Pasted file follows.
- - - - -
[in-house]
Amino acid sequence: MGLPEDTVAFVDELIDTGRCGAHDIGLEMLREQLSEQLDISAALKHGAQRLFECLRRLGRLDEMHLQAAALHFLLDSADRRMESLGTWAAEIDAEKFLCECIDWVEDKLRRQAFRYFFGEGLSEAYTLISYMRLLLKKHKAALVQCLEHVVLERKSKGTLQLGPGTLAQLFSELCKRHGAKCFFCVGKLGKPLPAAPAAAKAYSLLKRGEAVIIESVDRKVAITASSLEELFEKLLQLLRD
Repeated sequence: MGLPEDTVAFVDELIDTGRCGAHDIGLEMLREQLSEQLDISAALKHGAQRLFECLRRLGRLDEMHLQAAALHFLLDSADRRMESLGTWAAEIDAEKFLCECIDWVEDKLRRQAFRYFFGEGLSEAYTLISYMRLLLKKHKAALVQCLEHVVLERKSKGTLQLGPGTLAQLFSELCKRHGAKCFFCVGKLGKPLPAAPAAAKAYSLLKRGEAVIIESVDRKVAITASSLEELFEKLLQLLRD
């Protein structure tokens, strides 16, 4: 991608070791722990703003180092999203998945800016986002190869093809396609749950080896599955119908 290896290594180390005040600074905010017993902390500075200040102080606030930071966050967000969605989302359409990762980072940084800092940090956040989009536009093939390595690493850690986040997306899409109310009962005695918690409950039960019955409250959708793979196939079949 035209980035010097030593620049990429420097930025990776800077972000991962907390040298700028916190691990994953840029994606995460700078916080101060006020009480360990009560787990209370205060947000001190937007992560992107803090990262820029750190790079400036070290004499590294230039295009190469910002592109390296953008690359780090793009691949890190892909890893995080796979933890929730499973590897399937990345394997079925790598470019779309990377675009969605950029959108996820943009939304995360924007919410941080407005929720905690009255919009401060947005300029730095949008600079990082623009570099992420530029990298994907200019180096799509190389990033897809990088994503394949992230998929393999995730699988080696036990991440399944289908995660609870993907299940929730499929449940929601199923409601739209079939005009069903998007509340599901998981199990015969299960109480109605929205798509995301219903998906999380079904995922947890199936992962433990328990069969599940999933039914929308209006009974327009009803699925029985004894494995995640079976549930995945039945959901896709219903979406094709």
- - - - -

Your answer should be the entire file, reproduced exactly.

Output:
[in-house]
Amino acid sequence: MGLPEDTVAFVDELIDTGRCGAHDIGLEMLREQLSEQLDISAALKHGAQRLFECLRRLGRLDEMHLQAAALHFLLDSADRRMESLGTWAAEIDAEKFLCECIDWVEDKLRRQAFRYFFGEGLSEAYTLISYMRLLLKKHKAALVQCLEHVVLERKSKGTLQLGPGTLAQLFSELCKRHGAKCFFCVGKLGKPLPAAPAAAKAYSLLKRGEAVIIESVDRKVAITASSLEELFEKLLQLLRD
Repeated sequence: MGLPEDTVAFVDELIDTGRCGAHDIGLEMLREQLSEQLDISAALKHGAQRLFECLRRLGRLDEMHLQAAALHFLLDSADRRMESLGTWAAEIDAEKFLCECIDWVEDKLRRQAFRYFFGEGLSEAYTLISYMRLLLKKHKAALVQCLEHVVLERKSKGTLQLGPGTLAQLFSELCKRHGAKCFFCVGKLGKPLPAAPAAAKAYSLLKRGEAVIIESVDRKVAITASSLEELFEKLLQLLRD
């Protein structure tokens, strides 16, 4: 991608070791722990703003180092999203998945800016986002190869093809396609749950080896599955119908 290896290594180390005040600074905010017993902390500075200040102080606030930071966050967000969605989302359409990762980072940084800092940090956040989009536009093939390595690493850690986040997306899409109310009962005695918690409950039960019955409250959708793979196939079949 035209980035010097030593620049990429420097930025990776800077972000991962907390040298700028916190691990994953840029994606995460700078916080101060006020009480360990009560787990209370205060947000001190937007992560992107803090990262820029750190790079400036070290004499590294230039295009190469910002592109390296953008690359780090793009691949890190892909890893995080796979933890929730499973590897399937990345394997079925790598470019779309990377675009969605950029959108996820943009939304995360924007919410941080407005929720905690009255919009401060947005300029730095949008600079990082623009570099992420530029990298994907200019180096799509190389990033897809990088994503394949992230998929393999995730699988080696036990991440399944289908995660609870993907299940929730499929449940929601199923409601739209079939005009069903998007509340599901998981199990015969299960109480109605929205798509995301219903998906999380079904995922947890199936992962433990328990069969599940999933039914929308209006009974327009009803699925029985004894494995995640079976549930995945039945959901896709219903979406094709």